It’s somehow absolutely typical of london that some of the closest neighbours to George Gilbert Scott’s huge Italianate Foreign Office building is a pair of one-storey wooden swiss-style chalets – and I’d venture that these two star in more photos than their much grander neighbour.
This is the Birdkeeper’s – or Duck Island – Cottage, built in 1841 at the best of the Ornithological Society of London as a residence for a St James’s Park birdkeeper, with a clubroom for the Society making up the pair. The cottage is on the aforementioned Duck Island and it is linked to the clubroom by a covered bridge or loggia, although the channel that separated the ‘island’ from the rest of the park was filled in in the 1880s. The architect was John Burges Watson, who is not well-known. He designed St Mary’s church in Staines, St Mary Magdalene, South Holmwood, and won the competition for the new Kingston Bridge, although his plan was not used.
(The history of birdkeeping in St James’s Park is much older than 1840. James I (1603-1625) had aviaries in the park – hence ‘Bridcage Walk’, one of the perimeter roads of the park – and the ‘Keeper of the King’s Birds’ under Charles I was Edward Storey, who gives his name to Storey’s Gate, the road to Parliament Square. At this time, the birds weren’t just decorative, but many were bred and captured for the king’s table.)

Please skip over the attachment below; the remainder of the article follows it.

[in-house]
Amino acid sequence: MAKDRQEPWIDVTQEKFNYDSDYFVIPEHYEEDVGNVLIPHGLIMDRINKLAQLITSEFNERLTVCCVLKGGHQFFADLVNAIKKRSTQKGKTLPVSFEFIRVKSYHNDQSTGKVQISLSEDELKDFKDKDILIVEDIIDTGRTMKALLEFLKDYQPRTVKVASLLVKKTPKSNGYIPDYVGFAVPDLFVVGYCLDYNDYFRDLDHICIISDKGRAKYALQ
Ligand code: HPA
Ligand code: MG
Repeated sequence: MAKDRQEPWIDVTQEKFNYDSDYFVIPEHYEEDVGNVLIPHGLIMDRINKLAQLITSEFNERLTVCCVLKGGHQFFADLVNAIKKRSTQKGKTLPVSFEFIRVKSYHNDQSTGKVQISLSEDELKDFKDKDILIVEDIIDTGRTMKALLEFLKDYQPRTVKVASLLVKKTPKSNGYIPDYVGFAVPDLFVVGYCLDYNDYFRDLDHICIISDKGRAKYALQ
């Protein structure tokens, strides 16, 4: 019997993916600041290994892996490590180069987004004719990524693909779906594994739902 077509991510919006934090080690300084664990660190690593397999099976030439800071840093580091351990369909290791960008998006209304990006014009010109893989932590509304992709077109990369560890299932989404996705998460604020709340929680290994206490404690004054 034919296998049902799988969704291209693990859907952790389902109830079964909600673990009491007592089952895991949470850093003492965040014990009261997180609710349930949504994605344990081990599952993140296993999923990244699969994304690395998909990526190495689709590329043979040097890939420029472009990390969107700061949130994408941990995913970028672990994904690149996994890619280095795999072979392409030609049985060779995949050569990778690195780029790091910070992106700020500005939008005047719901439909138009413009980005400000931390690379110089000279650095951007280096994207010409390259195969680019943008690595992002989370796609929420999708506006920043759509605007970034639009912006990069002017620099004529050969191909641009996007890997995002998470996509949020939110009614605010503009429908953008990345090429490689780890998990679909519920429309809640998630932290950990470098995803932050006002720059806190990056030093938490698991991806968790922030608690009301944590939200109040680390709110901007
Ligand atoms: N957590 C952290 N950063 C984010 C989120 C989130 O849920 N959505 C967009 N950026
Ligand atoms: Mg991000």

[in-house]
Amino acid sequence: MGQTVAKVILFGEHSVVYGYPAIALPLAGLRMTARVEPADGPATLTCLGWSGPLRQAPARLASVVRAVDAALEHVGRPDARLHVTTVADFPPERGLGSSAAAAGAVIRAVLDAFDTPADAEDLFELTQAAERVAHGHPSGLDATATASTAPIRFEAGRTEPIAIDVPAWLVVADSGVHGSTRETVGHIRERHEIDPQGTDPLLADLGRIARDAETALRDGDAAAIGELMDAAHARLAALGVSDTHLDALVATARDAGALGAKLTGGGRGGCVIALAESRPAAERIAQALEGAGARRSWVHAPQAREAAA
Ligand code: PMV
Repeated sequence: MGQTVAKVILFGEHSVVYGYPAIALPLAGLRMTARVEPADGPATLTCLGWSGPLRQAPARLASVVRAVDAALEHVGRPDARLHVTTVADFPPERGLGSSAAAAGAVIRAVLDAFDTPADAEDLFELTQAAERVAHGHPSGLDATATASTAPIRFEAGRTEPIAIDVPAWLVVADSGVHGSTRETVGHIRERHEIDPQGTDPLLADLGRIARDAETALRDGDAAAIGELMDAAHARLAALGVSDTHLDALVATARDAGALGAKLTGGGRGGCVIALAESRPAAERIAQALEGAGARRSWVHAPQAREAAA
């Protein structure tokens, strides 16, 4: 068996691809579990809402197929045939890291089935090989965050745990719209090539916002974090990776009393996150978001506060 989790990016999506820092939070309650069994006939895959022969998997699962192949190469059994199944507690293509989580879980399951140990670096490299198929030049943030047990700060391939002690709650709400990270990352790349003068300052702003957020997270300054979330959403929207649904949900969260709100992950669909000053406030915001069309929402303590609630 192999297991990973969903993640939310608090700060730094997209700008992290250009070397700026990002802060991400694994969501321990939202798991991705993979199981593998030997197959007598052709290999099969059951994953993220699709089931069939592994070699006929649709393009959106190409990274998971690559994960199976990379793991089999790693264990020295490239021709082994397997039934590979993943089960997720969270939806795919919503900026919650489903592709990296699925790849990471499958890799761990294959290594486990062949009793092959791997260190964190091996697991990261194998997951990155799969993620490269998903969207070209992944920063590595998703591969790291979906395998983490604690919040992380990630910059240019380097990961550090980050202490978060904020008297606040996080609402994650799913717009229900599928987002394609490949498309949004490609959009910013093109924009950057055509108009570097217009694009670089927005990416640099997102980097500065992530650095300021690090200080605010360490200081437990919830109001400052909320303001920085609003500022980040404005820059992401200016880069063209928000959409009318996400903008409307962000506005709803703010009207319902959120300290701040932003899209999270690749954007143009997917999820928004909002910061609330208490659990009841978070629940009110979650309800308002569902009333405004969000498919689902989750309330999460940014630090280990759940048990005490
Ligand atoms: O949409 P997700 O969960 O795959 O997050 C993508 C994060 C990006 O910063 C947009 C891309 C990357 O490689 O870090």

The cottage was a home, not just an office or ‘day residence’. In fact, one recent birdkeeper, Thomas Hinton, lived there from 1900-1953, raising a family there. The most recent residents were “two spinster park keepers” who lived in the – slightly modernised and pebble-dashed – cottage until 1980. Following their departure the cottage was restored and a channel dug under the old bridge to make Duck Island a proper island once again.
It is now the home of the London Parks and Gardens Trust, and they have created an Arts and Crafts style cottage garden, with flowering beds and a kitchen garden of vegetables. Stand and look at it, with your back to the government buildings, or even stroll onto the covered bridge, and it’s possible – just for a moment or two – to imagine oneself in the countryside; then the noise of the city kicks in again and the moment is lost.